Powell has also highlighted labor force participation rates specifically for those without college educations. The pandemic has had an outsize effect on them. As of last month, their participation rate was just 54.7%, according to the Labor Department figures published Friday.
Compare that with February 2020, when it stood at 58.3%, up from a low of 56.9% in 2015.
The magnitude of job losses during the Great Recession made the recovery from it a slow process. Many individuals looking for work eventually became discouraged and gave up, leading them to stop being counted as unemployed.
Under Yellen, the Fed elevated the labor force participation rate in its analysis of the state of employment to account for the likelihood that many of the so-called labor-force dropouts would take jobs if work was available. But the slow pace of recovery fanned arguments among policy makers over whether everyone who had lost work — especially the least-educated — would be able to find new employment and should therefore be counted in the shortfall.
In 2015, the year Yellen’s Fed began raising rates, “many forecasters worried that globalization and technological change might have permanently reduced job opportunities for these individuals, and that, as a result, there might be limited scope for participation to recover,” Powell said in his Feb. 10 speech.
But the next five years proved them wrong as those without college degrees were increasingly drawn back into the workforce.
As the Fed chair put it during an event on March 4: “Today, we’re still a long way from our goals.”
©2021 Bloomberg L.P.
TSX extends gains as gold prices rise, set to rise for third week
(Reuters) -Canada’s main stock index extended its rise on Friday after hitting a record high a day earlier as gold prices advanced, and was set to gain for a third straight week.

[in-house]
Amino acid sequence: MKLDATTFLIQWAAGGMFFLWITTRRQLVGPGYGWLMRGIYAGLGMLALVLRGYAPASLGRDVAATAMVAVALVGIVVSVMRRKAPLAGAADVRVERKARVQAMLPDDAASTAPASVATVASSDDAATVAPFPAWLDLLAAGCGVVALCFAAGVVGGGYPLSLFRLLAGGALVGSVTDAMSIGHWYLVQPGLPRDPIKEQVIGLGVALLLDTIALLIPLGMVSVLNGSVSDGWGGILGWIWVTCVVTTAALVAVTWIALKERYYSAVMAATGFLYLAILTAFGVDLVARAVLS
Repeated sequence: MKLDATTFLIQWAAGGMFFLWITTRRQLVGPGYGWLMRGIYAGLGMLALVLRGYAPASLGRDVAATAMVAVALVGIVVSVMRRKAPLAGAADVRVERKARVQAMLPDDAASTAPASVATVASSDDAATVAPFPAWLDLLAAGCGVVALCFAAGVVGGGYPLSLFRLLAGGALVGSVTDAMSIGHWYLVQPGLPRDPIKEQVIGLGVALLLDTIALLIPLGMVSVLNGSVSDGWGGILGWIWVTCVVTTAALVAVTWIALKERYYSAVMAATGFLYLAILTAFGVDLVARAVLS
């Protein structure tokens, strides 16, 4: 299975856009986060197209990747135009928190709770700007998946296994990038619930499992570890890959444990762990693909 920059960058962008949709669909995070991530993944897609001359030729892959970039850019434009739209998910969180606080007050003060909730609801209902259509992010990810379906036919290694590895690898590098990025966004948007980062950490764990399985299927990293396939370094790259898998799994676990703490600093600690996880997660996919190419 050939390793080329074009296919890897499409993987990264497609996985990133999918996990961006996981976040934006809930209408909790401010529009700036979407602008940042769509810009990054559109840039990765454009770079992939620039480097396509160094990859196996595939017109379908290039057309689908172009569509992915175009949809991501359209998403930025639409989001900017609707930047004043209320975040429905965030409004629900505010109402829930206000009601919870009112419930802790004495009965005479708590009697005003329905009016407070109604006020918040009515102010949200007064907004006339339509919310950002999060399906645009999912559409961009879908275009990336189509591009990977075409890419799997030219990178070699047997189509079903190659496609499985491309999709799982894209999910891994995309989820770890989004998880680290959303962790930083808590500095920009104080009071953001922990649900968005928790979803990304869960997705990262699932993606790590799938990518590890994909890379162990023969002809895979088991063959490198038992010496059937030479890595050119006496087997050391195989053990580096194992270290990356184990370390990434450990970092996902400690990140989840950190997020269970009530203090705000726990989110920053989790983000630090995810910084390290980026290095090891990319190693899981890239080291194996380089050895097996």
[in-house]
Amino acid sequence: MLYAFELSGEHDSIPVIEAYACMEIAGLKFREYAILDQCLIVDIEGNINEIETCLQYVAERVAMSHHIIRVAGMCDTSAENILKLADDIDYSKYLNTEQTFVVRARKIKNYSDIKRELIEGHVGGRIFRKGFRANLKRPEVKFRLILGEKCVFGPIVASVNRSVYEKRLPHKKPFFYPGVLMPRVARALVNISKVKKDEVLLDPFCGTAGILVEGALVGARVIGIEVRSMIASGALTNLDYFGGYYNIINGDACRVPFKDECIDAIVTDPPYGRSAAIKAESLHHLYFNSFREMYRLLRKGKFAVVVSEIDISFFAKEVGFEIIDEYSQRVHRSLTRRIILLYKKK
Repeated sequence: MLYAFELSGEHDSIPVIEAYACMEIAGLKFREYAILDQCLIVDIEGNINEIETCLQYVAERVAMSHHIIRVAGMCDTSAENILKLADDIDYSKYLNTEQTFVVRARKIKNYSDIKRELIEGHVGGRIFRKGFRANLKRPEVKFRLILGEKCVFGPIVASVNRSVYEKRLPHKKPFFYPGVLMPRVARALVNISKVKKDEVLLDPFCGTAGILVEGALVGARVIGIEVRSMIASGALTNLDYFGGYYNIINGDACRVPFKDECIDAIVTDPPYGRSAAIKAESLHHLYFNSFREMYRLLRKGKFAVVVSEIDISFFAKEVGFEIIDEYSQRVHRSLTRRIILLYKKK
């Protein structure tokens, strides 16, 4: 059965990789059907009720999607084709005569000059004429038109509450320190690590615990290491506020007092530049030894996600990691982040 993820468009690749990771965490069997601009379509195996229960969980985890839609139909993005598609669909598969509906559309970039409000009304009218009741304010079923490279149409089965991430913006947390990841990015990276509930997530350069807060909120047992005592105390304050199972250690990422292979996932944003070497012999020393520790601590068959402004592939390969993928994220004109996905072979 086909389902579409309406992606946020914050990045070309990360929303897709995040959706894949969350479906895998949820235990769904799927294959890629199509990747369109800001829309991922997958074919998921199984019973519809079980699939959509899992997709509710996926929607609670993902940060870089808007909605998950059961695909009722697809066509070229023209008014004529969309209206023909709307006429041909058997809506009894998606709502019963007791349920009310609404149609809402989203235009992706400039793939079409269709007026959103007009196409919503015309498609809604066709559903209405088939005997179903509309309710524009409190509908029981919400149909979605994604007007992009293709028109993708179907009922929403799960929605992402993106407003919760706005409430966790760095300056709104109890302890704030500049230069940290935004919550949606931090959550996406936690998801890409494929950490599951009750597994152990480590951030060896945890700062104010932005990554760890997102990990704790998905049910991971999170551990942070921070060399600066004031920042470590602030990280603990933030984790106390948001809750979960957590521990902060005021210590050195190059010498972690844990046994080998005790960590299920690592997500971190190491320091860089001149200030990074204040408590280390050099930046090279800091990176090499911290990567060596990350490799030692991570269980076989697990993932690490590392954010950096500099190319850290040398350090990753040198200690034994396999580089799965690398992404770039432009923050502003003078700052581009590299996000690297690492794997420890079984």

* At 9:40 a.m. ET (13:38 GMT), the Toronto Stock Exchange‘s S&P/TSX composite index was up 24.24 points, or 0.1%, at 19,326.16.
* The Canadian economy is likely to grow at a slower pace in this quarter and the next than previously expected, but tighter lockdown restrictions from another wave of coronavirus were unlikely to derail the economic recovery, a Reuters poll showed.
* The energy sector climbed 0.6% even as U.S. crude prices slipped 0.1% a barrel. Brent crude added 0.1%. [O/R]
* The materials sector, which includes precious and base metals miners and fertilizer companies, added 0.3% as gold futures rose 0.7% to $1,777.9 an ounce. [GOL/] [MET/L]
* The financials sector gained 0.2%. The industrials sector rose 0.1%.
* On the TSX, 117 issues advanced, while 102 issues declined in a 1.15-to-1 ratio favoring gainers, with 14.26 million shares traded.
* The largest percentage gainers on the TSX were Cascades Inc, which jumped 4.2%, and Ballard Power Systems, which rose 2.9%.
* Lghtspeed POS fell 5.6%, the most on the TSX, while the second biggest decliner was goeasy, down 4.9%.
* The most heavily traded shares by volume were Zenabis Global Inc, Bombardier and Royal Bank of Canada.
* The TSX posted 23 new 52-week highs and no new low.
* Across Canadian issues, there were 160 new 52-week highs and 12 new lows, with total volume of 29.68 million shares.
(Reporting by Shashank Nayar in Bengaluru;Editing by Vinay Dwivedi)
Canadian economy likely to slow, but COVID-19 threat to growth low
By Indradip Ghosh and Mumal Rathore
BENGALURU (Reuters) – The Canadian economy is likely to grow at a slower pace this quarter and next than previously expected, but tighter lockdown restrictions from another wave of coronavirus were unlikely to derail the economic recovery, a Reuters poll showed.